Set up a support structure:
Everyone in the company should understand why an internship is important, so make sure the program is communicated properly. Plan who will support and supervise an intern and where she will sit to ensure she is integrated into the office environment.
Part of the learning process should be interacting with others in the workplace so interns should be as integrated as possible.
Leverage former interns to find new ones:
Past interns can provide great word-of-mouth networking for your company. Enlist the help of former interns who are now employees to help recruit new interns. Include previous interns in the interview process so they can offer prospective candidates insight into what to expect and serve as an example of the potential that comes with the position. While not all the interns will stay with the company, they can be good references to help your recruitment.
One of the biggest challenges for businesses is looking beyond the “intern” title and treating them like full-time employees. But making an intern feel like part of the company and appreciating their contributions means they will be more comfortable, engaged and increases the likelihood of retaining them longer.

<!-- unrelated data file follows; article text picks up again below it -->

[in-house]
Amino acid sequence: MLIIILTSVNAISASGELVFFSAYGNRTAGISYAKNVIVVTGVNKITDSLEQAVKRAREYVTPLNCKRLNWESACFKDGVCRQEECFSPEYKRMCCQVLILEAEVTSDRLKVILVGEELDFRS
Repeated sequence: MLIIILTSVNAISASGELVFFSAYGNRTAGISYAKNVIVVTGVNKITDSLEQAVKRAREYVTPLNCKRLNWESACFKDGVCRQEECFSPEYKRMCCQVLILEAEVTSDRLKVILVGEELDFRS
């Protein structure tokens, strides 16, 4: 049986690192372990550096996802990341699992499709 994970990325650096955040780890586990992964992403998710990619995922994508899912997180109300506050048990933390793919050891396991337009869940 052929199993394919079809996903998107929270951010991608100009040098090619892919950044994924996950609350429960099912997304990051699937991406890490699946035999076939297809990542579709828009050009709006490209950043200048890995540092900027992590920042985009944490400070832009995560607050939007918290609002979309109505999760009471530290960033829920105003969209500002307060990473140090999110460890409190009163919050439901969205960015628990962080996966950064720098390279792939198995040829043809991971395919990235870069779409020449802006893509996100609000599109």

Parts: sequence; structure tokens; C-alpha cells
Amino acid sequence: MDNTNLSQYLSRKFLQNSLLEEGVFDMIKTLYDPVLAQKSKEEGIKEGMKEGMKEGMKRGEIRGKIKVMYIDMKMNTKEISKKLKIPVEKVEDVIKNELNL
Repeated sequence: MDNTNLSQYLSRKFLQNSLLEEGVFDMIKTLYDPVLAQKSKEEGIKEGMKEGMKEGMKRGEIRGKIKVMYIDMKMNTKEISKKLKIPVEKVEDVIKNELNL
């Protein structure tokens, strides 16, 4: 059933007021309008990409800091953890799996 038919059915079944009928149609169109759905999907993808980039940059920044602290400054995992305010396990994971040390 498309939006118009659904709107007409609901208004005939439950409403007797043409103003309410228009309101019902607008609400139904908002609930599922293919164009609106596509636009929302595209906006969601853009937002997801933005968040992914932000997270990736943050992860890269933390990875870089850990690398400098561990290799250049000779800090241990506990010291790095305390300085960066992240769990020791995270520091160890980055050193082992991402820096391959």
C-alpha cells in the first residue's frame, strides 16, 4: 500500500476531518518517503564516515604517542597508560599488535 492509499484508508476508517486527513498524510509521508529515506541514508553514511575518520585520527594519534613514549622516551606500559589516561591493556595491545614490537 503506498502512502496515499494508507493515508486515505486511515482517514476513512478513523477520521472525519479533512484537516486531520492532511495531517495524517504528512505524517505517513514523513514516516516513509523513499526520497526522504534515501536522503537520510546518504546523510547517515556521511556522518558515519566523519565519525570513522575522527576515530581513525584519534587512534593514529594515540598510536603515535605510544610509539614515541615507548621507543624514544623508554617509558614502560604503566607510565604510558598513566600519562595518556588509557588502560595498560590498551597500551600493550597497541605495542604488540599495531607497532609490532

Developing an internship program takes time and planning to make the most of this opportunity and offer interns a meaningful placement. And there should be time spent reviewing and evaluating the program annually to ensure it is delivering results. Employers may need to tweak it to keep up with company needs.
Good interns can provide great value to a company with their ideas, youthful energy and ability to embrace new technologies with ease. An upfront investment now to find the right intern can yield great returns in the form of long-term employees to add to a team.
Steve Titus is president and CEO of Aercoustics Engineering in Toronto, a privately held firm that specializes in fostering innovation in acoustics, vibration and noise control.